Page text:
With summer upon the siege, the Imperials now have 2 additional choices and one required Siege Drags On card. We have hard decisions as the besieger gets closer and closer.

Available Choices: Command Indecision, Leadership, Relief Army Arrives, Reload, Sapping & Mining, Siege Drags On, Siege Move, Sortie, and Trench Raid.

Imperial Choose: Reload, Siege Drags On, and Trench Raid.

Since the besieger hasn't opened a mine yet, we are not going to take an additional "Sapping & Mining" card. Trench Raids are still great options during the first 3-4 turns, so we are taking that one. Lastly, the besieger is getting closer making effect fire from your fortress guns more of a critical option. Let's take the extra "Reload" card!

Once again the decks are shuffled and initiative is rolled. Winner chooses who acts on the initiative first.

Moving the siege we are now at TURN 6


French Siege Deck Composition Turn 6  (Summer)

The third parallel was established a week ago and effect artillery and mortar fire has cleared the garrison's glacis! A mine was started and working towards the King's Bastion. The French player wants to keep his forces focused on the breaching target of the King's Bastion. Still has three choices

Available Choices: Assault, Command Indecision, Leadership, Reload, Sapping & Mining, Siege Drags On, and Siege Move.

French Choose: Reload, Sapping & Mining, and Siege Move.

Imperial Siege Deck Composition Turn 6 (Summer)

Imperial commanders still has two choices with one required Siege Drags On card.

Available Choices: Command Indecision, Leadership, Relief Army Arrives, Reload, Sapping & Mining, Siege Drags On, Siege Move, Sortie, and Trench Raid.

Because the enemy mine is getting closer (need to countermine) and fires are starting to spread in the town due to incendiary mortar rounds, the garrison picks Sapping & Mining. Trench raids are beyond dangerous now and heavy fire is the only way to prevent an assault. He picks "Reload".

Imperial Choose: Reload, Sapping & Mining, and Siege Drags On.

The decks are shuffled and initiative is rolled. Winner chooses who acts on the initiative first. During the turn Imperial countermining efforts are for naught and the French detonate a mine under the King's Bastion, causing terrific damage, while breaching batteries finish off the bastion causing a practical breach! Imperials are hoping for a Relief Army Arrives event! Maybe the garrison should just surrender or launch their own major Sortie?!

French Siege Deck Composition Turn 7  (Summer)

We are now into the fourth week of the siege and the French are making great progress. Breaching batteries have been placed the enemy glacis and have cleared large sections of the curtain walls. Assault forces have been moved to the third parallel and we have a breach in the King's Bastion! Our spies tell us that enemy morale is at a breaking point.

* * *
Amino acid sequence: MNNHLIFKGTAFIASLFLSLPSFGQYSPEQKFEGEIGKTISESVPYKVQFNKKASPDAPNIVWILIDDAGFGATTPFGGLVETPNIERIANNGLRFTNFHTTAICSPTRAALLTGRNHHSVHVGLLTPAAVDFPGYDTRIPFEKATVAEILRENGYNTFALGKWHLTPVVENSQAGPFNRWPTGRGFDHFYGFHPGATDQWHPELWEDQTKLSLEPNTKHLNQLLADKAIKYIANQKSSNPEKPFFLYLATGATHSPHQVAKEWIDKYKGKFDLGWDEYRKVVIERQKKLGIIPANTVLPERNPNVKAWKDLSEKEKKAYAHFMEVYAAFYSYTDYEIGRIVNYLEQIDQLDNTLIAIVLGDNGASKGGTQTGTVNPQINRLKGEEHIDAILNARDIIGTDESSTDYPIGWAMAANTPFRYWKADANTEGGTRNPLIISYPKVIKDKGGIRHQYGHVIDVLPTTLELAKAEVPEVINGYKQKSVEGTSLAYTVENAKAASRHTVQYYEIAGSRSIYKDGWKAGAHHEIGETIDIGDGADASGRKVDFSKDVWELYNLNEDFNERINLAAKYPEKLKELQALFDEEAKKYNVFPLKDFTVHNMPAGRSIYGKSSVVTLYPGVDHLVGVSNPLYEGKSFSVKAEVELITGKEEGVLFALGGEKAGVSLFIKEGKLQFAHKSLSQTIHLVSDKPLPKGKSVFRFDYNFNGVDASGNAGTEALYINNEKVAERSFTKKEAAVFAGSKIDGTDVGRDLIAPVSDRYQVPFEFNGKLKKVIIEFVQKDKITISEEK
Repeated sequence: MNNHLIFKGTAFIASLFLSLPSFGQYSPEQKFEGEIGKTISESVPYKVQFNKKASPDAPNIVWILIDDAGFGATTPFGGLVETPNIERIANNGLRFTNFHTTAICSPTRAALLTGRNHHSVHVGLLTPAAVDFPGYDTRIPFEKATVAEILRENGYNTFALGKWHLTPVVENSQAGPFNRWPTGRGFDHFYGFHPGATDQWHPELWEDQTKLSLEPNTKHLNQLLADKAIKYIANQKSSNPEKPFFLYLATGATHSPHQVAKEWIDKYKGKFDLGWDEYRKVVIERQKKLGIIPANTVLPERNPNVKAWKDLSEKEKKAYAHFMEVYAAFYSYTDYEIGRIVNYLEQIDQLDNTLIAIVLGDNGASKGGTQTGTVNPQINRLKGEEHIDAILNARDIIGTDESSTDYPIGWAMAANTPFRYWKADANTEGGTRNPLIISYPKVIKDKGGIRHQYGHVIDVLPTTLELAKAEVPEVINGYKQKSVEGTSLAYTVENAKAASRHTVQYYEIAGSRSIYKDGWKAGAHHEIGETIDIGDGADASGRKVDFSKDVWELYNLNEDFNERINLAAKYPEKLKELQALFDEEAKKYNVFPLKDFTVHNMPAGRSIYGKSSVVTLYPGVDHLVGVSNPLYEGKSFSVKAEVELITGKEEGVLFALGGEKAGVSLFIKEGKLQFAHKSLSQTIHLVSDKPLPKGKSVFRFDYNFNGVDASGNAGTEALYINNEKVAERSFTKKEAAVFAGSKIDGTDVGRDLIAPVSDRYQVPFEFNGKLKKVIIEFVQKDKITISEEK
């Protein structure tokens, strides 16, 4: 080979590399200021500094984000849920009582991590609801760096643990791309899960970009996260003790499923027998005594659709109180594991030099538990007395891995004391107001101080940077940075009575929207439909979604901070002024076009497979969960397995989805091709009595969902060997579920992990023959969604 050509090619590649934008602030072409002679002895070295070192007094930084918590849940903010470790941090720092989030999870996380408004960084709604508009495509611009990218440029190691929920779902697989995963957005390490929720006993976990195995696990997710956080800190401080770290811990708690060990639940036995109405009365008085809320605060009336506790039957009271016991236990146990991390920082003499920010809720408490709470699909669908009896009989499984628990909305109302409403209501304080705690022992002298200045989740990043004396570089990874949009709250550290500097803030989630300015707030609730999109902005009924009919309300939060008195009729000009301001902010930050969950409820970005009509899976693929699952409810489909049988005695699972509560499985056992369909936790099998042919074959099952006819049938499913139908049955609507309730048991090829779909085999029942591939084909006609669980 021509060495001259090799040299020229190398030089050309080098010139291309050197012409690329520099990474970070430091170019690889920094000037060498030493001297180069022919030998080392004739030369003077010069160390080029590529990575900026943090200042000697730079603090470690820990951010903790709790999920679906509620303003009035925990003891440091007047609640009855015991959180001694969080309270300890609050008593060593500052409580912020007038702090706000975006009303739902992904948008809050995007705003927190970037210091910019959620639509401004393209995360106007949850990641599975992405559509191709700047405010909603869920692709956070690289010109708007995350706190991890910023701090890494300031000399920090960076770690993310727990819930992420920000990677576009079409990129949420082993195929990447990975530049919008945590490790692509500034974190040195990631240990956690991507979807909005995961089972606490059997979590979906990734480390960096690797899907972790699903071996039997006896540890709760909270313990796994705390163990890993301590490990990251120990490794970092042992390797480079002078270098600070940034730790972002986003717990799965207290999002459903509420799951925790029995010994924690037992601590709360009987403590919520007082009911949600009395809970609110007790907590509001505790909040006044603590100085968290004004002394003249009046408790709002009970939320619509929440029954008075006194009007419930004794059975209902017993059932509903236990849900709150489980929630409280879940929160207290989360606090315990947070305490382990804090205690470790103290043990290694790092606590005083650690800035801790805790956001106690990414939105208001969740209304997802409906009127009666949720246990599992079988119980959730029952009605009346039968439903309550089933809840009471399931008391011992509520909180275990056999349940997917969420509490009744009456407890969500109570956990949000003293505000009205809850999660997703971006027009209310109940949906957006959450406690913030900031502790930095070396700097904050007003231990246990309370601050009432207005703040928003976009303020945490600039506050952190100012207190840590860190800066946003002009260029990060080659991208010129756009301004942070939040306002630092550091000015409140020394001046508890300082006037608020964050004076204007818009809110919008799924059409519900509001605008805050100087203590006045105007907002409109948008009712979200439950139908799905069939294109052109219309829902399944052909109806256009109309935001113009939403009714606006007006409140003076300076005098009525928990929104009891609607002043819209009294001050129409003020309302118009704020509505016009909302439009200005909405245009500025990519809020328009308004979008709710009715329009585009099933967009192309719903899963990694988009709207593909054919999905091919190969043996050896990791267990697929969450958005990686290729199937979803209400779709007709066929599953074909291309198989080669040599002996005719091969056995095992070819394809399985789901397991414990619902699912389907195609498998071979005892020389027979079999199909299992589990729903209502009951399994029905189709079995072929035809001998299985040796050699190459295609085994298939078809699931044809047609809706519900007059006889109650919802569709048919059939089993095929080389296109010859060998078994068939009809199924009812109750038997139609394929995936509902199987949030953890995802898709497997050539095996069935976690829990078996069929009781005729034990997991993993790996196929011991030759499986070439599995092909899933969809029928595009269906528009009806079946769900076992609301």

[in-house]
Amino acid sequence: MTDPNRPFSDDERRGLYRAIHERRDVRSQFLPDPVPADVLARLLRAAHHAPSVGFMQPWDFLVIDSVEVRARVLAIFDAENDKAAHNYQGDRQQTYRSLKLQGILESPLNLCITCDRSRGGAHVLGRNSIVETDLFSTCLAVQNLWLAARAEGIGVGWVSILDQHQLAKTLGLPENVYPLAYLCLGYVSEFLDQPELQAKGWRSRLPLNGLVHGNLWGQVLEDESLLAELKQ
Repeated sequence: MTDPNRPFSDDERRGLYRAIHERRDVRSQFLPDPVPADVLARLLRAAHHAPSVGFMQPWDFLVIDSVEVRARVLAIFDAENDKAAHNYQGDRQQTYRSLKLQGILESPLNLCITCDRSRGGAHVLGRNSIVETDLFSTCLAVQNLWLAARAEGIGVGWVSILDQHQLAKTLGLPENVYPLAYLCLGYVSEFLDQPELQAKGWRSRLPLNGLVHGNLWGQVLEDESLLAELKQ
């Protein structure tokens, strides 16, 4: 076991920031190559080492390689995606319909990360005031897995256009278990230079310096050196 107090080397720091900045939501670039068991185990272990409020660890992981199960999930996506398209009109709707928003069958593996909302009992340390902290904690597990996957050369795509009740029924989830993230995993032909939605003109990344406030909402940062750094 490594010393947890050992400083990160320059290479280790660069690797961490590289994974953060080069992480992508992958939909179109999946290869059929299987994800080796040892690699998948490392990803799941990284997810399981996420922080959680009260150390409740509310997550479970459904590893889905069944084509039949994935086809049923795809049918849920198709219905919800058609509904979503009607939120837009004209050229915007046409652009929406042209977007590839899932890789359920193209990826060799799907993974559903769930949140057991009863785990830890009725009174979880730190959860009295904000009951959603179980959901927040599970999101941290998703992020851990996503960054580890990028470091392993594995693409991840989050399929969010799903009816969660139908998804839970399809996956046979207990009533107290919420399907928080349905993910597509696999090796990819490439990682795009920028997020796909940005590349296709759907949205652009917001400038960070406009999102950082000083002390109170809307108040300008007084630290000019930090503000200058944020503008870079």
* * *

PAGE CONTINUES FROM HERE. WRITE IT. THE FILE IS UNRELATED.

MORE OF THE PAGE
Available Choices: Assault, Command Indecision, Leadership, Reload, Sapping & Mining, Siege Drags On, and Siege Move.

French Choose: Assault, Leadership, Reload

Reload to keep up constant fire across the curtain walls and other bastions. Leadership to rally as many forces as possible before the assault and Assault as we are ready to storm the fortress.

Imperial Siege Deck Composition Turn 7  (Summer)

Still have two additional choices and the Siege Drags On card to add to the Imperial deck. However, things are looking bad for the garrison. A practical breach has occurred on the King's Bastion, and an assault is likely in the near future. Popular support has become a problem, while fires are spreading in the town. 

Available Choices: Command Indecision, Leadership, Relief Army Arrives, Reload, Sapping & Mining, Siege Drags On, Siege Move, Sortie, and Trench Raid.

Imperial Choose: Reload, Sapping & Mining, and Sortie.

Imperial player knows this is the last gasp. He has fought with honor, but he needs to hold out one more week according to his orders. The only way he sees this happening if he delays the enemy with a major Sortie. He picks the Sortie card hoping to have that pop up before the besieger draws their Assault card (if it is in their deck). He picks reload too as he wants to make this a contested fight. Sapping & Mining would have helped with retrenchments, but he will just rely on the existing Sapping & Mining card in his deck. 

Once again the decks are shuffled and initiative is rolled. Winner chooses who acts on the initiative first. The Besieger wins by 5 (initiative points), and elects to go first, hoping they turn the Assault card. On the fourth initiative the Assault card is drawn!

You now switch to your favorite tactical ruleset to fight the assault. Most sieges were successful without an assault. A full assault should be a last resort. 

I hope you find this helpful in understanding the Siege Deck composition for Vauban's Wars. 

Note that different wars and participants will have different types of additional card options. Some have none because their corps of engineers is just inept.